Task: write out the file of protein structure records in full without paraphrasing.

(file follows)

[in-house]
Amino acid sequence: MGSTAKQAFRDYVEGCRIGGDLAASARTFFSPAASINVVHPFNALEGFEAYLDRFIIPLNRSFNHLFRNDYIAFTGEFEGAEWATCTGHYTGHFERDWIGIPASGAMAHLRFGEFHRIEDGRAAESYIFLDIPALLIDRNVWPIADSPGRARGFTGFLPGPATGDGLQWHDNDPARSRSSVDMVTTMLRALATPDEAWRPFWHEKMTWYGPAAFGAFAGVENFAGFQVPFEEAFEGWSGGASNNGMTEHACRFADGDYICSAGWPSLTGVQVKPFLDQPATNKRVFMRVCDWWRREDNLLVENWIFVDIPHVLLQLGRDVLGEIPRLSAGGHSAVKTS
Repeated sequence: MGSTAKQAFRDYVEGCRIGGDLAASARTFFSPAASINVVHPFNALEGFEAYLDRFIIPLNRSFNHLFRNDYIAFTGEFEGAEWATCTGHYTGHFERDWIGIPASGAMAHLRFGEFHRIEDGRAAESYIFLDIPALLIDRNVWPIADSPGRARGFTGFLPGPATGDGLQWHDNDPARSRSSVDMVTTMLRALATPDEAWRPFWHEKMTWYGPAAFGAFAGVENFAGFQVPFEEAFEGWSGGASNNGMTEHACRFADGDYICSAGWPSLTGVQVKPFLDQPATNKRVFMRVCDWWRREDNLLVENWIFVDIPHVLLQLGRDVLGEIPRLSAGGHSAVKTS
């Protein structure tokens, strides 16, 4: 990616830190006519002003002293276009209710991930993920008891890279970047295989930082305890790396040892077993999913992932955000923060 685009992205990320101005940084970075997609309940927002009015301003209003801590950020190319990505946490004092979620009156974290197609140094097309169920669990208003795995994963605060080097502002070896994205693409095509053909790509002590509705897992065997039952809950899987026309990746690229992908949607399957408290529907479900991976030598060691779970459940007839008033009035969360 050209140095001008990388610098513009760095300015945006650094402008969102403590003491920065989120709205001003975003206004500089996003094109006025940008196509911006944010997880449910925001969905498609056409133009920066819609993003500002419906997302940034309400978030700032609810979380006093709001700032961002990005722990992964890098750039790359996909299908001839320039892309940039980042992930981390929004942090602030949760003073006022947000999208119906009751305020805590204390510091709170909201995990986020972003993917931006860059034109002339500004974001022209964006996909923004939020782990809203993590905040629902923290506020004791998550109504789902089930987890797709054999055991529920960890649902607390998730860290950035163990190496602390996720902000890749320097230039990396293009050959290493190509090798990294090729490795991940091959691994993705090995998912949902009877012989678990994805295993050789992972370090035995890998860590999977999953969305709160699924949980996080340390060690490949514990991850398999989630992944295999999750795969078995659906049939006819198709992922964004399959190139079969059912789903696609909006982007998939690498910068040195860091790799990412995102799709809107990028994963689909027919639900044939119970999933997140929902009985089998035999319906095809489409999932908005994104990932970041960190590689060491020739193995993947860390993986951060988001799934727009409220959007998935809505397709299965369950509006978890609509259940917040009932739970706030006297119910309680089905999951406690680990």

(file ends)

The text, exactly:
[in-house]
Amino acid sequence: MGSTAKQAFRDYVEGCRIGGDLAASARTFFSPAASINVVHPFNALEGFEAYLDRFIIPLNRSFNHLFRNDYIAFTGEFEGAEWATCTGHYTGHFERDWIGIPASGAMAHLRFGEFHRIEDGRAAESYIFLDIPALLIDRNVWPIADSPGRARGFTGFLPGPATGDGLQWHDNDPARSRSSVDMVTTMLRALATPDEAWRPFWHEKMTWYGPAAFGAFAGVENFAGFQVPFEEAFEGWSGGASNNGMTEHACRFADGDYICSAGWPSLTGVQVKPFLDQPATNKRVFMRVCDWWRREDNLLVENWIFVDIPHVLLQLGRDVLGEIPRLSAGGHSAVKTS
Repeated sequence: MGSTAKQAFRDYVEGCRIGGDLAASARTFFSPAASINVVHPFNALEGFEAYLDRFIIPLNRSFNHLFRNDYIAFTGEFEGAEWATCTGHYTGHFERDWIGIPASGAMAHLRFGEFHRIEDGRAAESYIFLDIPALLIDRNVWPIADSPGRARGFTGFLPGPATGDGLQWHDNDPARSRSSVDMVTTMLRALATPDEAWRPFWHEKMTWYGPAAFGAFAGVENFAGFQVPFEEAFEGWSGGASNNGMTEHACRFADGDYICSAGWPSLTGVQVKPFLDQPATNKRVFMRVCDWWRREDNLLVENWIFVDIPHVLLQLGRDVLGEIPRLSAGGHSAVKTS
């Protein structure tokens, strides 16, 4: 990616830190006519002003002293276009209710991930993920008891890279970047295989930082305890790396040892077993999913992932955000923060 685009992205990320101005940084970075997609309940927002009015301003209003801590950020190319990505946490004092979620009156974290197609140094097309169920669990208003795995994963605060080097502002070896994205693409095509053909790509002590509705897992065997039952809950899987026309990746690229992908949607399957408290529907479900991976030598060691779970459940007839008033009035969360 050209140095001008990388610098513009760095300015945006650094402008969102403590003491920065989120709205001003975003206004500089996003094109006025940008196509911006944010997880449910925001969905498609056409133009920066819609993003500002419906997302940034309400978030700032609810979380006093709001700032961002990005722990992964890098750039790359996909299908001839320039892309940039980042992930981390929004942090602030949760003073006022947000999208119906009751305020805590204390510091709170909201995990986020972003993917931006860059034109002339500004974001022209964006996909923004939020782990809203993590905040629902923290506020004791998550109504789902089930987890797709054999055991529920960890649902607390998730860290950035163990190496602390996720902000890749320097230039990396293009050959290493190509090798990294090729490795991940091959691994993705090995998912949902009877012989678990994805295993050789992972370090035995890998860590999977999953969305709160699924949980996080340390060690490949514990991850398999989630992944295999999750795969078995659906049939006819198709992922964004399959190139079969059912789903696609909006982007998939690498910068040195860091790799990412995102799709809107990028994963689909027919639900044939119970999933997140929902009985089998035999319906095809489409999932908005994104990932970041960190590689060491020739193995993947860390993986951060988001799934727009409220959007998935809505397709299965369950509006978890609509259940917040009932739970706030006297119910309680089905999951406690680990």